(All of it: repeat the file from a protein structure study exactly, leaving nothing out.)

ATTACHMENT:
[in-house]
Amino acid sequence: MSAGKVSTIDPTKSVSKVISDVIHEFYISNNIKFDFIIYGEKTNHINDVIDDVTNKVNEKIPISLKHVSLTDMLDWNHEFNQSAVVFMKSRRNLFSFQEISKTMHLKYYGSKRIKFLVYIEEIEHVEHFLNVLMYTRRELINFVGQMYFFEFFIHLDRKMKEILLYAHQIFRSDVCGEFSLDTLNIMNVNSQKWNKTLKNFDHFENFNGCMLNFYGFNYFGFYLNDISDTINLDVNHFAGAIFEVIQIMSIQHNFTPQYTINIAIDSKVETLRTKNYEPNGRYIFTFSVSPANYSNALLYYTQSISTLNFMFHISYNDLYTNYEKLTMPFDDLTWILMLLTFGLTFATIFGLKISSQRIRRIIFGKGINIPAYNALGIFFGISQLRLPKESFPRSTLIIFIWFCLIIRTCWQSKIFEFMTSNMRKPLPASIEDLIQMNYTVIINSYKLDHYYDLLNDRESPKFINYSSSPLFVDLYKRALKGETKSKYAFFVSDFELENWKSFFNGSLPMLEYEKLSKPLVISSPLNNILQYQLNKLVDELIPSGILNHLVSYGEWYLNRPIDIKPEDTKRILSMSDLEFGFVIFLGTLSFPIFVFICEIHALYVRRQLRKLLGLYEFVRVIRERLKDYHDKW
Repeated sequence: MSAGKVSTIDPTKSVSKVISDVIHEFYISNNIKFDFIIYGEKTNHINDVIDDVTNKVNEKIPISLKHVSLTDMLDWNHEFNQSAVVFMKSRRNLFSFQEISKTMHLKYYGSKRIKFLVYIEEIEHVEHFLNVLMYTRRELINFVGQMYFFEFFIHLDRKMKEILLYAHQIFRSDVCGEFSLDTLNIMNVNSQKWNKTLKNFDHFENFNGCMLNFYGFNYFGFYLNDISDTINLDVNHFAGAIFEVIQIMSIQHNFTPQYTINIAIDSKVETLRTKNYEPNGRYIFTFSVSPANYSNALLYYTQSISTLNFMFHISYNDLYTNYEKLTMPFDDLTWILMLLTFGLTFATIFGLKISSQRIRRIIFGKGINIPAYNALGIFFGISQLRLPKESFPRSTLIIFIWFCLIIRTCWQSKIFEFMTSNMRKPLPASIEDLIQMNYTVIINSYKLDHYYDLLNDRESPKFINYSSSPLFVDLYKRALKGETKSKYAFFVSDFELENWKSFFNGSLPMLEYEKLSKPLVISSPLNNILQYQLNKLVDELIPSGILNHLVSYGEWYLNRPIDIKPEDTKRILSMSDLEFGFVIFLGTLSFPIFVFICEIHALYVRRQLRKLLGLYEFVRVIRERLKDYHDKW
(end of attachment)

[in-house]
Amino acid sequence: MSAGKVSTIDPTKSVSKVISDVIHEFYISNNIKFDFIIYGEKTNHINDVIDDVTNKVNEKIPISLKHVSLTDMLDWNHEFNQSAVVFMKSRRNLFSFQEISKTMHLKYYGSKRIKFLVYIEEIEHVEHFLNVLMYTRRELINFVGQMYFFEFFIHLDRKMKEILLYAHQIFRSDVCGEFSLDTLNIMNVNSQKWNKTLKNFDHFENFNGCMLNFYGFNYFGFYLNDISDTINLDVNHFAGAIFEVIQIMSIQHNFTPQYTINIAIDSKVETLRTKNYEPNGRYIFTFSVSPANYSNALLYYTQSISTLNFMFHISYNDLYTNYEKLTMPFDDLTWILMLLTFGLTFATIFGLKISSQRIRRIIFGKGINIPAYNALGIFFGISQLRLPKESFPRSTLIIFIWFCLIIRTCWQSKIFEFMTSNMRKPLPASIEDLIQMNYTVIINSYKLDHYYDLLNDRESPKFINYSSSPLFVDLYKRALKGETKSKYAFFVSDFELENWKSFFNGSLPMLEYEKLSKPLVISSPLNNILQYQLNKLVDELIPSGILNHLVSYGEWYLNRPIDIKPEDTKRILSMSDLEFGFVIFLGTLSFPIFVFICEIHALYVRRQLRKLLGLYEFVRVIRERLKDYHDKW
Repeated sequence: MSAGKVSTIDPTKSVSKVISDVIHEFYISNNIKFDFIIYGEKTNHINDVIDDVTNKVNEKIPISLKHVSLTDMLDWNHEFNQSAVVFMKSRRNLFSFQEISKTMHLKYYGSKRIKFLVYIEEIEHVEHFLNVLMYTRRELINFVGQMYFFEFFIHLDRKMKEILLYAHQIFRSDVCGEFSLDTLNIMNVNSQKWNKTLKNFDHFENFNGCMLNFYGFNYFGFYLNDISDTINLDVNHFAGAIFEVIQIMSIQHNFTPQYTINIAIDSKVETLRTKNYEPNGRYIFTFSVSPANYSNALLYYTQSISTLNFMFHISYNDLYTNYEKLTMPFDDLTWILMLLTFGLTFATIFGLKISSQRIRRIIFGKGINIPAYNALGIFFGISQLRLPKESFPRSTLIIFIWFCLIIRTCWQSKIFEFMTSNMRKPLPASIEDLIQMNYTVIINSYKLDHYYDLLNDRESPKFINYSSSPLFVDLYKRALKGETKSKYAFFVSDFELENWKSFFNGSLPMLEYEKLSKPLVISSPLNNILQYQLNKLVDELIPSGILNHLVSYGEWYLNRPIDIKPEDTKRILSMSDLEFGFVIFLGTLSFPIFVFICEIHALYVRRQLRKLLGLYEFVRVIRERLKDYHDKW